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EAST ENDERS: A two-weekend Music Festival curated by former New York Times music critic Peter Watrous, featuring a thematic program rooted in the era of Abstract Expressionism, featuring some of the best jazz musicians working in New York.

Photo: Ola Baldych, Arts Center at Duck Creek, 7/14/19

(PLEASE NOTE: Indoor seating for this program is limited. Reservations will be accepted 2 weeks in advance of the program. Please email duckcreekarts@gmail.com for more information).

Each show will be two 45 minute sets. Reservations must be made in advance for limited indoor seating. Outdoor seating is FREE to the Public!

FRANK O'HARA & BILLIE HOLIDAY: Friday, July 12, 2019, 5-7pm 

Shenel Johns-voice, Peter Watrous-guitar, Noah Garabedian-bass

The searing pain of Billie Holiday’s death was captured by long time East End resident Frank O’ Hara in his poem The Day Lady Died. O’Hara, a fine pianist himself, was a fixture in the East Village in the 1950s, and a denizen of its clubs. The show will be an intimate evening of the songs in Holiday’s repertoire in the late ‘50s, with a vocalist, bass and guitar, interspersed with recitations of O’Hara’s poetry. 


de KOONING, RIVERS & THE 5 SPOT: Saturday July 13, 2019, 5-7pm

Josh Lawrence-trumpet, Caleb Curtis-saxophones, Marta Sanchez-piano, Jason Brown-drums, Noah Garabedian-bass

In 1956, Willem de Kooning and Larry River's approached the owner of their Bowery neighborhood bar to run a music program. From 1956 - 1964 Ornette Coleman, Cecil Taylor, Charles Mingus, Billie Holiday, John Coltrane and Thelonious Monk played for the leading figures of the New York downtown intelligentsia, including David Smith, Willem de Kooning, Franz Kline, Joan Mitchell, Alfred Leslie, Larry Rivers, Grace Hartigan, Jack Tworkov, Michael Goldberg, Roy Newell, and Howard Kanovitz, as well as writers and poets Jack Kerouac, Allen Ginsberg, Frank O'Hara, Ted Joans, Amiri Baraka and Gregory Corso who began to frequent the club. The program will delve into the music that was being developed and absorbed at the time, a time when various avant guards were mingling and cross-pollinating. 


POLLOCK’S RECORD COLLECTION: Sunday, July 14, 2019, 3-5pm

Josh Lawrence-trumpet, Caleb Curtis-saxophones, Marta Sanchez-piano, Jason Brown-drums, Noah Garabedian-bass

Springs resident Jackson Pollock regularly worked to the sound of early American jazz, and records found in his studio included work by New Orleans jazz musicians like Louis Armstrong and Jelly Roll Morton, whose multi-voiced playing has a direct connection to Pollock’s expressionism. And Ornette Coleman, whose legendary and groundbreaking album Free Jazz, from 1960, featured Pollock’s White Light for its cover, was himself greatly influenced by the Abstract Expressionist movement for which Pollock was known. This program will explore the arc of the music that influenced Pollock, and that which Pollock himself influenced.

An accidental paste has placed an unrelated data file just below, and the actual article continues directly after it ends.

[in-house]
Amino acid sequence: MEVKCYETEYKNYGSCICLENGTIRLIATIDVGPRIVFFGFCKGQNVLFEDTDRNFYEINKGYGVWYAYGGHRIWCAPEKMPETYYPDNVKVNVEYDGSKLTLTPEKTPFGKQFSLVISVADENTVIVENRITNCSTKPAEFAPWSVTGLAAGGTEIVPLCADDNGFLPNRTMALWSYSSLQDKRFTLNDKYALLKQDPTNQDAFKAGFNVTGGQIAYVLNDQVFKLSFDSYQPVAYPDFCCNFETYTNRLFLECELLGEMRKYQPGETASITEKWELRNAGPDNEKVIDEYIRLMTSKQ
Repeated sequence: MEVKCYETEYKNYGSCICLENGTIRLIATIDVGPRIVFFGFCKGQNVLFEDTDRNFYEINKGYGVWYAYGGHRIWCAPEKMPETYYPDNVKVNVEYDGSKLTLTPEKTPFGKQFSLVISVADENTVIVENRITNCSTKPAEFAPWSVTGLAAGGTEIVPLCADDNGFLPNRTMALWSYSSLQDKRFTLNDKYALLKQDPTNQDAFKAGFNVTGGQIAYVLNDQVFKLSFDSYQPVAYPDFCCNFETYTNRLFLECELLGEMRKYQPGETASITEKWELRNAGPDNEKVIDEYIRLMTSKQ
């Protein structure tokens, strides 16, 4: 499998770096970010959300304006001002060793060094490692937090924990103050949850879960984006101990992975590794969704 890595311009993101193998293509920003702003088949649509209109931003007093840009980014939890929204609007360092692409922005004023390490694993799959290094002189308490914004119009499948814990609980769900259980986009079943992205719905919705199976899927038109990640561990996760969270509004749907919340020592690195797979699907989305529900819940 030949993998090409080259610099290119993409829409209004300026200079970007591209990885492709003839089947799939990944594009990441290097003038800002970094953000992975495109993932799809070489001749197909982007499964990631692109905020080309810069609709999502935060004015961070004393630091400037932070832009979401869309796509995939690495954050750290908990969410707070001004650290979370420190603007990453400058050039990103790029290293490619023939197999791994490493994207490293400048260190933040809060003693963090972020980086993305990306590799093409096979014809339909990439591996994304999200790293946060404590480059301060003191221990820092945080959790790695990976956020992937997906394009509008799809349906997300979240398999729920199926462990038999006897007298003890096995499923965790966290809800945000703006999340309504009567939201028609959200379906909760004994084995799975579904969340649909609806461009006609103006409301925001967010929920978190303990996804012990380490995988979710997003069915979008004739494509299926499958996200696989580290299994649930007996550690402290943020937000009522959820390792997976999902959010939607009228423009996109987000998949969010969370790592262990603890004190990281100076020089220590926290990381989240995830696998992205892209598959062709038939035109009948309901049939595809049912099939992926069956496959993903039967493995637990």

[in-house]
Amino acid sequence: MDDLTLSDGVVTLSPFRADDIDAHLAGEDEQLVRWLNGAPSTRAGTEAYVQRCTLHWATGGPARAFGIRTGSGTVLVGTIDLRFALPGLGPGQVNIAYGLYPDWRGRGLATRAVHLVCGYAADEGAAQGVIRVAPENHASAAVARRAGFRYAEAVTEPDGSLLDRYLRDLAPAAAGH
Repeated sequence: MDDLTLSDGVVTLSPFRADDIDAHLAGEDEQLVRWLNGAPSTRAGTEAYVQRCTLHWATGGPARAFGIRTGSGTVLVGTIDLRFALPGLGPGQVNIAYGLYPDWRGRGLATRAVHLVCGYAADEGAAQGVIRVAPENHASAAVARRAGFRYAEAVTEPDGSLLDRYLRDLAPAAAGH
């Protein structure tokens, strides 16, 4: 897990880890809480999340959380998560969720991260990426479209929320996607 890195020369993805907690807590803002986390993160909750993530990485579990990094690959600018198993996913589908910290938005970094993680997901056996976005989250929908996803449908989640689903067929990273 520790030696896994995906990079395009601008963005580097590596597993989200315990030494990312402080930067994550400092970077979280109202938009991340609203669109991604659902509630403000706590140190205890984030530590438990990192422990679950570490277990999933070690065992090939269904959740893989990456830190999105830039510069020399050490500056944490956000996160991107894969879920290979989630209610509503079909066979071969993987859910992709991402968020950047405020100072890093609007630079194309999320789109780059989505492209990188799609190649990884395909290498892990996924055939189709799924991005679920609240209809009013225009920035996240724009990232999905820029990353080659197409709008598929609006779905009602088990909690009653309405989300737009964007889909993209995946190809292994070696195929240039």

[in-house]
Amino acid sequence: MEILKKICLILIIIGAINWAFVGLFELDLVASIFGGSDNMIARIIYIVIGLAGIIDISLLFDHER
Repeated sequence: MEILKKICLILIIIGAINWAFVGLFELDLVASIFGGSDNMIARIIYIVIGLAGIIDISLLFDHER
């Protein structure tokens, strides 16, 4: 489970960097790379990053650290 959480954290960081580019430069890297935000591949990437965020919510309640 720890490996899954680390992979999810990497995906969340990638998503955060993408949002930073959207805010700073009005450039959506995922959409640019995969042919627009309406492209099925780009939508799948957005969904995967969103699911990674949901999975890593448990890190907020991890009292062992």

FALL SESSIONS: Each show will be two 45 minute sets. Reservations must be made in advance for limited indoor seating. Outdoor seating is FREE to the Pubic!

BLUE NOTE in the 1960's, CIVIL DISOBEDIENCE: Friday, September 6, 2019, 5-7pm

The David Ambrosio Blue Note Group
: Duane Eubanks-trumpet, Abraham Burton-saxophone, Bill O'Connell-piano, Eric McPherson-drums, and Dave Ambrosio-bass

This program will feature the progressive jazz composers of the late 60's Blue Note Era, including Bobby Hutcherson, Charles Tolliver, Jackie McLean and McCoy Tyner. Bassist, composer and band leader Dave Ambrosio convened Civil Disobedience as an artistic response to political events both domestic and global, performing some of the politically conscious jazz compositions of the 1960s originated by artists from the Blue Note record label, including Jackie McLean, Bobby Hutcherson and others. 


STANDARDS DECONSTRUCTED Saturday, September 7, 2019, 5-7pm

Peter Watrous Quintet, including Chet Doxas-saxophones, Jacob Sacks-piano, David Ambrosio-bass, and Allan Mednard-drums
Jazz has always mined the American Standard tradition for raw material, and it continues to do so by making the tunes more and more pliable, opening them up to different types of modern improvisation. Peter Watrous and his quintet will disassemble and reassemble familiar material-- songs like How Deep is the Ocean? or Long ago and Far Away, for example-- from the American songbook, and in the process make the old sound contemporary. There will be a question and answer session after the concert. 


RIFF TUNES: Sunday, September 8, 2019, 5-7pm

Peter Watrous' Bigger, Louder, Faster, including Chet Doxas-saxophones, Jacob Sacks-piano, David Ambrosio-bass, and Allan Mednard-drums
Jazz in the 30s and 40s worked in a type of American Minimalism, a gestural short hand that implied the larger worlds of Blues Culture and African American life. The condensation one hears in Count Basie’s piano playing, in the repeated and insistent fragments of a tenor saxophone solo, in the shout choruses of a big band’s improvised arranging all revel in the power of percussive repetition. This program will explore the composing of Count Basie, Charlie Christian, Thelonious Monk, Lester Young, Duke Ellington, Harry “Sweets” Edison and others.